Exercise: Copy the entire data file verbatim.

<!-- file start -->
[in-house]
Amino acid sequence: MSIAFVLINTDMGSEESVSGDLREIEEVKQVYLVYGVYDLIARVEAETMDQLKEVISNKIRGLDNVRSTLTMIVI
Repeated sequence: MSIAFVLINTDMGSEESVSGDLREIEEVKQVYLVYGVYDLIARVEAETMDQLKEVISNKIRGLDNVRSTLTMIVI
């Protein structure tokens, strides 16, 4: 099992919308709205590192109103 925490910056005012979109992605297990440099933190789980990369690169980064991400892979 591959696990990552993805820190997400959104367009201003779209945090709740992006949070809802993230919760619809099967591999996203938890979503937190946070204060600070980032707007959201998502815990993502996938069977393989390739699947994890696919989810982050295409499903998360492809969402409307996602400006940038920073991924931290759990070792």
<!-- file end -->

[in-house]
Amino acid sequence: MSIAFVLINTDMGSEESVSGDLREIEEVKQVYLVYGVYDLIARVEAETMDQLKEVISNKIRGLDNVRSTLTMIVI
Repeated sequence: MSIAFVLINTDMGSEESVSGDLREIEEVKQVYLVYGVYDLIARVEAETMDQLKEVISNKIRGLDNVRSTLTMIVI
């Protein structure tokens, strides 16, 4: 099992919308709205590192109103 925490910056005012979109992605297990440099933190789980990369690169980064991400892979 591959696990990552993805820190997400959104367009201003779209945090709740992006949070809802993230919760619809099967591999996203938890979503937190946070204060600070980032707007959201998502815990993502996938069977393989390739699947994890696919989810982050295409499903998360492809969402409307996602400006940038920073991924931290759990070792």